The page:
The American College of Cardiology and the American Heart Association guidelines
published in 2013 on cardiovascular risk assessment suggested that it
would be reasonable to perform coronary calcium heart scans for people
with a calculated risk of 5 to 7.5 percent or when "a risk-based
treatment decision is uncertain."
Some studies have demonstrated that a heart scan may be a motivational
factor for people at moderate risk to make lifestyle changes and follow
When is a heart scan not used?
A heart scan does result in radiation exposure. While this exposure is
generally considered safe, it is not recommended when there is no likely
benefit to getting the scan. In other words, when the scan is not likely
to provide any information that is useful in defining your risk or directing
a treatment plan, the risk of radiation exposure outweighs any potential benefit.
According to the American College of Cardiology and the American Heart
Association guidelines, a heart scan is generally not recommended for
the following people:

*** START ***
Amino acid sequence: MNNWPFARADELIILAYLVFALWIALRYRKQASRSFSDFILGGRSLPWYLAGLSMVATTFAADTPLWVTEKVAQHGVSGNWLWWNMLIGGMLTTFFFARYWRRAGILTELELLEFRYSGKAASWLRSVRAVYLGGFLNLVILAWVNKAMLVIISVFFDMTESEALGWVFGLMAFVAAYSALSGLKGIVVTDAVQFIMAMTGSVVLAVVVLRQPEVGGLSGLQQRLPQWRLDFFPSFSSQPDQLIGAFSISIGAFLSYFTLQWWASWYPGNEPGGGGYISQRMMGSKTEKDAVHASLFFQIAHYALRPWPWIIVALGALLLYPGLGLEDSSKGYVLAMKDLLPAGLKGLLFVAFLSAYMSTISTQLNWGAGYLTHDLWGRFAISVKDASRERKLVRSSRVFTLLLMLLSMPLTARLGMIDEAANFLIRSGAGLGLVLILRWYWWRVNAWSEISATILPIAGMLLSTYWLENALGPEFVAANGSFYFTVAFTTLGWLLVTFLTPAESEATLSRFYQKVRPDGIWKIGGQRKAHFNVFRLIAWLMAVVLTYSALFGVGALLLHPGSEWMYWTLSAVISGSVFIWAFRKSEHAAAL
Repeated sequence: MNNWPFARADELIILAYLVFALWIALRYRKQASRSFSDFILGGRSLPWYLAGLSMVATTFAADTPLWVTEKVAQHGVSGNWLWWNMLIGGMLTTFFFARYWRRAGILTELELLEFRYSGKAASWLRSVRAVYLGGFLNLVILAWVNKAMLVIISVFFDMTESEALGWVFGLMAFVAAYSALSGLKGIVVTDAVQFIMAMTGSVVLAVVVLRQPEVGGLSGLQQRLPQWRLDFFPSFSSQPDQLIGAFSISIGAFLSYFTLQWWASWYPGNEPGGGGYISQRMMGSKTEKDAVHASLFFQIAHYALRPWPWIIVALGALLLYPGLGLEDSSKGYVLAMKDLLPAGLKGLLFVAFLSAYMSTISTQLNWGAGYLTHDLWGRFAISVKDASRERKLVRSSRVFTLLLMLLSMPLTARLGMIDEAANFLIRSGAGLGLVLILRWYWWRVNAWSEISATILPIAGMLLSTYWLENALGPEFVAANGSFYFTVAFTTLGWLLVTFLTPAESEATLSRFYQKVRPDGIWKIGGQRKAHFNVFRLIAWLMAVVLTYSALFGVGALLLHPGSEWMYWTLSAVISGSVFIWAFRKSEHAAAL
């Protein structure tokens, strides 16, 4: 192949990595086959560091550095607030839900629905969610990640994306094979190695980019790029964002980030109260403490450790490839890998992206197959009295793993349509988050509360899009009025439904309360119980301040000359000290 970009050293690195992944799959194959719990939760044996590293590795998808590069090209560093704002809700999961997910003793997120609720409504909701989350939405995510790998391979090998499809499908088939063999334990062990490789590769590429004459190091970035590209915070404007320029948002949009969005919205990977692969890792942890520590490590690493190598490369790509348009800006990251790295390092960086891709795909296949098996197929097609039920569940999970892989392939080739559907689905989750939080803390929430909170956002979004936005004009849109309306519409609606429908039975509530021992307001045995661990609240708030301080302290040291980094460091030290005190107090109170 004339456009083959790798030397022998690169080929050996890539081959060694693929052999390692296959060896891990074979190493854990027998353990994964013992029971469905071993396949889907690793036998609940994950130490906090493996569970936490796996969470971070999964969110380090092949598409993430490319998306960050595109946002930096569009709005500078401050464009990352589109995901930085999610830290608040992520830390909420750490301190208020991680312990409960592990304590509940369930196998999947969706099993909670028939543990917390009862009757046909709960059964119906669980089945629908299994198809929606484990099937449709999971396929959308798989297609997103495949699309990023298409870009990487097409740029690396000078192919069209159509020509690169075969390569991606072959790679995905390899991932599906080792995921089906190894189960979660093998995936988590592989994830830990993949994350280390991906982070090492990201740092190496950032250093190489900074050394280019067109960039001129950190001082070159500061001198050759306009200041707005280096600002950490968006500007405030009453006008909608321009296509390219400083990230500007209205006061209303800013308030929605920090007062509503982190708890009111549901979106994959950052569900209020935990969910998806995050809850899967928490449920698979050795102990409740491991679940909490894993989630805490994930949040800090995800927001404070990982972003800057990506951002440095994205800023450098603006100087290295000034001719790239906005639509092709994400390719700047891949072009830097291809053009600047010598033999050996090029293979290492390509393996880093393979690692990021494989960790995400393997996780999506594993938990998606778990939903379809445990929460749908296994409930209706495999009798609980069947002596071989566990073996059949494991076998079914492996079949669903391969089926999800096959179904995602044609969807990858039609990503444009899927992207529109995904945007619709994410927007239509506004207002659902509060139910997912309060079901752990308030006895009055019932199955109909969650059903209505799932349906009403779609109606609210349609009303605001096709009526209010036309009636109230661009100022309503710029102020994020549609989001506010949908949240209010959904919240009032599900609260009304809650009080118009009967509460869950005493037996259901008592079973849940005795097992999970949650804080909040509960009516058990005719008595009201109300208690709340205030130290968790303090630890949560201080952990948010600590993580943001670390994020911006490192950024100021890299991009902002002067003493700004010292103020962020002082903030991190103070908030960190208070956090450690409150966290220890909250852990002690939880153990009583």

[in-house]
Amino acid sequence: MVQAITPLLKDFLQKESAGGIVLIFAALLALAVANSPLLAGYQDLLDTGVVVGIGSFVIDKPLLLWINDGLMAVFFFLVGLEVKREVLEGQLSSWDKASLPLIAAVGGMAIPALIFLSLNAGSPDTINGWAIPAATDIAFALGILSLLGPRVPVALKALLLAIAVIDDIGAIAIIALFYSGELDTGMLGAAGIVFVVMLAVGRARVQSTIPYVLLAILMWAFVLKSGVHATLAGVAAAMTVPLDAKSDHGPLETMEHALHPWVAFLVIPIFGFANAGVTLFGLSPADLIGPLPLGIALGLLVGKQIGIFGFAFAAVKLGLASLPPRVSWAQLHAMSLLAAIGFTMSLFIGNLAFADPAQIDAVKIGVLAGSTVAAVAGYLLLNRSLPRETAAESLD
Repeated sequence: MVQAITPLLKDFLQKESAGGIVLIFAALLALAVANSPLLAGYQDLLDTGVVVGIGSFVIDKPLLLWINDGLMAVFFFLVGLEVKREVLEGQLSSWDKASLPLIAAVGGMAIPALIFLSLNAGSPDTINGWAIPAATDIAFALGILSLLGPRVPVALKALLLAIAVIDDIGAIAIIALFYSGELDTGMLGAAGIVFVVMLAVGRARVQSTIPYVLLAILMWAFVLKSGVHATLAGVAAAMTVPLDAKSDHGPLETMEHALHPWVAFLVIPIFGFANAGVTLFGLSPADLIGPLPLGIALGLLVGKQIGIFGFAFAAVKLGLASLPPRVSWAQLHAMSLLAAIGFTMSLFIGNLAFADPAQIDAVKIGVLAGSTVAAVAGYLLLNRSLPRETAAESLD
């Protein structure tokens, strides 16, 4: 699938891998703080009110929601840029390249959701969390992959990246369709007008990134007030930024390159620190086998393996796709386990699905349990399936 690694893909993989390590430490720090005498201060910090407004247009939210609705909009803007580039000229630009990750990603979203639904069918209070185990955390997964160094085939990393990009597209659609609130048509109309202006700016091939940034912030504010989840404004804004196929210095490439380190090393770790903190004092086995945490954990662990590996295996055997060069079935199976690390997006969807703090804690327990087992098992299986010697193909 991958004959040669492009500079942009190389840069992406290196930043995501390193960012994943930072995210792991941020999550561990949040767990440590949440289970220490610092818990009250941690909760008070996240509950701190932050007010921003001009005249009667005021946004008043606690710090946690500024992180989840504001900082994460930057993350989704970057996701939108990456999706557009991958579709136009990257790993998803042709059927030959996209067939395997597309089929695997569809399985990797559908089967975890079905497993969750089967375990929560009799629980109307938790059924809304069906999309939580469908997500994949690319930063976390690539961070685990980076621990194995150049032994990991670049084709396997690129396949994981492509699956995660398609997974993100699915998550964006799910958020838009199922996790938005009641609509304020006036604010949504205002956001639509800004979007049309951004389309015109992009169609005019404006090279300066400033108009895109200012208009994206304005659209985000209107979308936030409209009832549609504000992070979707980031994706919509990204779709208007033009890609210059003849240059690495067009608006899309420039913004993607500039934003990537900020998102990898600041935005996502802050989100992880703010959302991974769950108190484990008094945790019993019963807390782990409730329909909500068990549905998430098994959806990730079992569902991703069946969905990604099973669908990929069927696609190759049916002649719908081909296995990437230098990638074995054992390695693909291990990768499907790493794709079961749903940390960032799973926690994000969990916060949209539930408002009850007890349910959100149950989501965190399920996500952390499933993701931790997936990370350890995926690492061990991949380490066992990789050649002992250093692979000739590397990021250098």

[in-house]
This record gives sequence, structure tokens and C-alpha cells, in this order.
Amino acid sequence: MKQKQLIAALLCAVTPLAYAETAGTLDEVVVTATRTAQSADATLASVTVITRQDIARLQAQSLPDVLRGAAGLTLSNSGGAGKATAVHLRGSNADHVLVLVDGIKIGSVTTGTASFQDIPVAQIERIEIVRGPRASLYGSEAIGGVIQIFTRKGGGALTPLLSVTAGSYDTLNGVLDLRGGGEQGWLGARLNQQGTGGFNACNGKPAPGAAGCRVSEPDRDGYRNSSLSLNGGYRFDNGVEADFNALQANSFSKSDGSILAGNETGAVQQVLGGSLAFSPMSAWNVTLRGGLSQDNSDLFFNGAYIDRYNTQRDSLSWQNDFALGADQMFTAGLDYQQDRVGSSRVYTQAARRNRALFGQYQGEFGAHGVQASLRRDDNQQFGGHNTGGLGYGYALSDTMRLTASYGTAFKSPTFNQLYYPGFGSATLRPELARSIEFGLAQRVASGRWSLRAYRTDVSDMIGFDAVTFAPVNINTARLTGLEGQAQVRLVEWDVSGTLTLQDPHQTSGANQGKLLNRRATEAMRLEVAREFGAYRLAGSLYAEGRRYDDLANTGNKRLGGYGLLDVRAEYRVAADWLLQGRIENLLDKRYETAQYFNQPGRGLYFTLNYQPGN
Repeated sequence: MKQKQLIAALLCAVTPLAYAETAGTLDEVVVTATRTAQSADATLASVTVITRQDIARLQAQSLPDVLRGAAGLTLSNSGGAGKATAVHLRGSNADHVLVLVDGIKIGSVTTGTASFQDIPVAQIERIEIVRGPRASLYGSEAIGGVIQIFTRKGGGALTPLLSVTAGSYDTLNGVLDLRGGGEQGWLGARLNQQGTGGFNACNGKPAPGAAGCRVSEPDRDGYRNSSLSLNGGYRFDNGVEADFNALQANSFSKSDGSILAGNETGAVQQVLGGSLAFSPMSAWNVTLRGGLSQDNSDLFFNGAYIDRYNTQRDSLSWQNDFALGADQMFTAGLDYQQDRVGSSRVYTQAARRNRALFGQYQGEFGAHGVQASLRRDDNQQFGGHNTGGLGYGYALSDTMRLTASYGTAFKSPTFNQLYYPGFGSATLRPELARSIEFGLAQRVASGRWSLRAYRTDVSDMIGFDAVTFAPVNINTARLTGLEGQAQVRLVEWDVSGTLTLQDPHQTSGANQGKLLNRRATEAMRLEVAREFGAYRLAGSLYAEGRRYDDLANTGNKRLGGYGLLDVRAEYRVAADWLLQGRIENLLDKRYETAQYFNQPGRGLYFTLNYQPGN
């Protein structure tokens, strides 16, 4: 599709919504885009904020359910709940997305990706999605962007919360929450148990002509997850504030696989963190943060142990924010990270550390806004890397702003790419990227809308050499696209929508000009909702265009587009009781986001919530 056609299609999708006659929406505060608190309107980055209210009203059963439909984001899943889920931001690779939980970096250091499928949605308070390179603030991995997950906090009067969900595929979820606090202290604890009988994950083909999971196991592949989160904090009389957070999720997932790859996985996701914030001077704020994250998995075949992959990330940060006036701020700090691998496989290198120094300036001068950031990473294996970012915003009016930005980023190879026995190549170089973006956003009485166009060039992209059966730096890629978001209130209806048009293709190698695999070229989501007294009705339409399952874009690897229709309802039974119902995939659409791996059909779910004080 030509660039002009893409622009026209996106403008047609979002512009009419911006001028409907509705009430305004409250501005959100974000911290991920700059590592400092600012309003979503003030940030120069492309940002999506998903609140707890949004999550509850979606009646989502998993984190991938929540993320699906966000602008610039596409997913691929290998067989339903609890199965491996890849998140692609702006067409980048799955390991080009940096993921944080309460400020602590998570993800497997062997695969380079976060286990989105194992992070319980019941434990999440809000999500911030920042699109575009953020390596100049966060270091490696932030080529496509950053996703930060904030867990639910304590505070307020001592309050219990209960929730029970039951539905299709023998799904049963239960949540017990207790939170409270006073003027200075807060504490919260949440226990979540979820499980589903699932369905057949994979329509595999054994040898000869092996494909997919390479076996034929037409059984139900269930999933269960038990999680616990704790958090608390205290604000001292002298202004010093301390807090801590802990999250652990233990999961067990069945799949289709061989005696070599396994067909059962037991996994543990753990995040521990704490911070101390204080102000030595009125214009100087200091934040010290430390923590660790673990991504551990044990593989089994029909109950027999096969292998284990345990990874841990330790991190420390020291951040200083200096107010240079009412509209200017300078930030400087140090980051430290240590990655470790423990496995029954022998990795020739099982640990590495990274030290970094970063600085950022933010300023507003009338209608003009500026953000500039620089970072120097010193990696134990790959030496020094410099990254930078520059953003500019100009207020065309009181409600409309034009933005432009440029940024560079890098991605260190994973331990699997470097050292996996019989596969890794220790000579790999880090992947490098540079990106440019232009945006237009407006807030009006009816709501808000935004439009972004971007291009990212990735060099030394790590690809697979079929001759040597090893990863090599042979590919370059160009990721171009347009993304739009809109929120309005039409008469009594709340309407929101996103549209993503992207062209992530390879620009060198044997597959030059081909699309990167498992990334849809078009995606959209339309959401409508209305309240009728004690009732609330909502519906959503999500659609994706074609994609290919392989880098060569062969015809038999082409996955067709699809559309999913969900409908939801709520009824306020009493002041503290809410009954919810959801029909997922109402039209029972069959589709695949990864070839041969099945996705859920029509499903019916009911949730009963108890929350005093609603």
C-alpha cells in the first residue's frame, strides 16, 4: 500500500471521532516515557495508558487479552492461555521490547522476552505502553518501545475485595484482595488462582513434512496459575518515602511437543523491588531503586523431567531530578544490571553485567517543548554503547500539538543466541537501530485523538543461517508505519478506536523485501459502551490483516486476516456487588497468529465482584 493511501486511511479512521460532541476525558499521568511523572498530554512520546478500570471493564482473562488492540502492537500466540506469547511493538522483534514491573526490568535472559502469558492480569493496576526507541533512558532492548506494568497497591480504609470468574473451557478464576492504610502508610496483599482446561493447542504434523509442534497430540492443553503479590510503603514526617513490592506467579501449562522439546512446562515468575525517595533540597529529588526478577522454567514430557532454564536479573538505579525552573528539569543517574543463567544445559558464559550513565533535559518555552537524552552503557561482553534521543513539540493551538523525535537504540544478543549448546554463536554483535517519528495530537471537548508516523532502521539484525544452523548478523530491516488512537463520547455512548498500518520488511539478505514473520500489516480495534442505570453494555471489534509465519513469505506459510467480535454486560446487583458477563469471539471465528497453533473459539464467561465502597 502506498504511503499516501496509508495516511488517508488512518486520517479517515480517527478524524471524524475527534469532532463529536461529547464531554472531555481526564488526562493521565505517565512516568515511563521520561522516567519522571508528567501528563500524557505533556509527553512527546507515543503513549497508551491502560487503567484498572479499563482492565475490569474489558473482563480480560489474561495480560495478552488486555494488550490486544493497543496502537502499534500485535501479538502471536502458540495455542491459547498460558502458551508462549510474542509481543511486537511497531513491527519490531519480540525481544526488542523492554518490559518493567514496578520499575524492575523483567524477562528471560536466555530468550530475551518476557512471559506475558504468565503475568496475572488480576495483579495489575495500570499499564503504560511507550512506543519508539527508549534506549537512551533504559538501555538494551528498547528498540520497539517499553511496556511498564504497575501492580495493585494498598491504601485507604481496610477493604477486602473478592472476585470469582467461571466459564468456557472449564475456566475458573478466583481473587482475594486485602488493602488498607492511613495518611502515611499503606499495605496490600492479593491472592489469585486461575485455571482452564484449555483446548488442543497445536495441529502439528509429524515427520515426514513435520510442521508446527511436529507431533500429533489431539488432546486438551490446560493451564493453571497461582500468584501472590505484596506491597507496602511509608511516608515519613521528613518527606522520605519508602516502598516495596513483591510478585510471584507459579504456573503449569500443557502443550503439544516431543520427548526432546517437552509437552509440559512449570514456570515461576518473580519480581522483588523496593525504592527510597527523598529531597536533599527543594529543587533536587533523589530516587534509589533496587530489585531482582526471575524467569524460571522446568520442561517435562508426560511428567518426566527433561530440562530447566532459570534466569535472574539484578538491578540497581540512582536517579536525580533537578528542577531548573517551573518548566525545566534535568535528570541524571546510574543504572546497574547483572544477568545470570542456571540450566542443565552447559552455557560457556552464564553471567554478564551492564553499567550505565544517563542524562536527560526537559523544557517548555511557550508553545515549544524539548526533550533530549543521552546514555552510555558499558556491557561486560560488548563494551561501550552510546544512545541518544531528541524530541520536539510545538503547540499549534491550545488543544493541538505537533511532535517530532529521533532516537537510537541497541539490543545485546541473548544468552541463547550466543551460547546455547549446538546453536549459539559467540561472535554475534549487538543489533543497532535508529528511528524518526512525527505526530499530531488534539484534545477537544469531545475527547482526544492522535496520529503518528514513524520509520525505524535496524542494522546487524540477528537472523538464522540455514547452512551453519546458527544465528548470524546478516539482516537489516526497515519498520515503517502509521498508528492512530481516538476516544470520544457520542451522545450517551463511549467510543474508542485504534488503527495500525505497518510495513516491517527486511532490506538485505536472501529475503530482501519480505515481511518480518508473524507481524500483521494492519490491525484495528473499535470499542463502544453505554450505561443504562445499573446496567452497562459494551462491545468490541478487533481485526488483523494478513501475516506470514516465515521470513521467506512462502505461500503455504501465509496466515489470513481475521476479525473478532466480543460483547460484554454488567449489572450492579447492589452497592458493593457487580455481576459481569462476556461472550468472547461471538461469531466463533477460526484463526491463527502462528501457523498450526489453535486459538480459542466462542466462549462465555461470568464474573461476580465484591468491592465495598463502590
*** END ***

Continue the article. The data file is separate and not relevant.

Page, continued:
· Men under age 40 and women under age 50, because detectable calcium
at younger ages is not likely
· People who have a low risk, because detectable calcium is highly
unlikely, in the absence of family history of heart attacks at early age
· People who already have a known high risk, because the heart scan
will likely not provide any additional information to guide treatment decisions
· People who already have symptoms or a diagnosis of heart disease,
because the procedure would not help doctors better understand the disease
progression or risk
· People who already had an abnormal coronary calcium heart scan
Heart scans use a type of X-ray technology. Therefore, you are exposed
to radiation. The amount of exposure is generally considered safe —
about the same amount of radiation you're naturally exposed to in
a year. Your own history of exposure from other medical tests will help
your doctor and you discuss your relative risk.
How you prepare
When you schedule your appointment for a heart scan at a hospital or outpatient
medical center, ask what special instructions you should follow, how early
you should arrive, and what paperwork or identification you will need.
Food and medications
You may be asked to avoid caffeine and smoking for four hours before the test.
Clothing and personal items
When you arrive for the procedure, you will be asked to remove clothing
above the waist and to wear a medical gown. You will also need to remove
jewelry around your neck or near your chest. In order to make things easier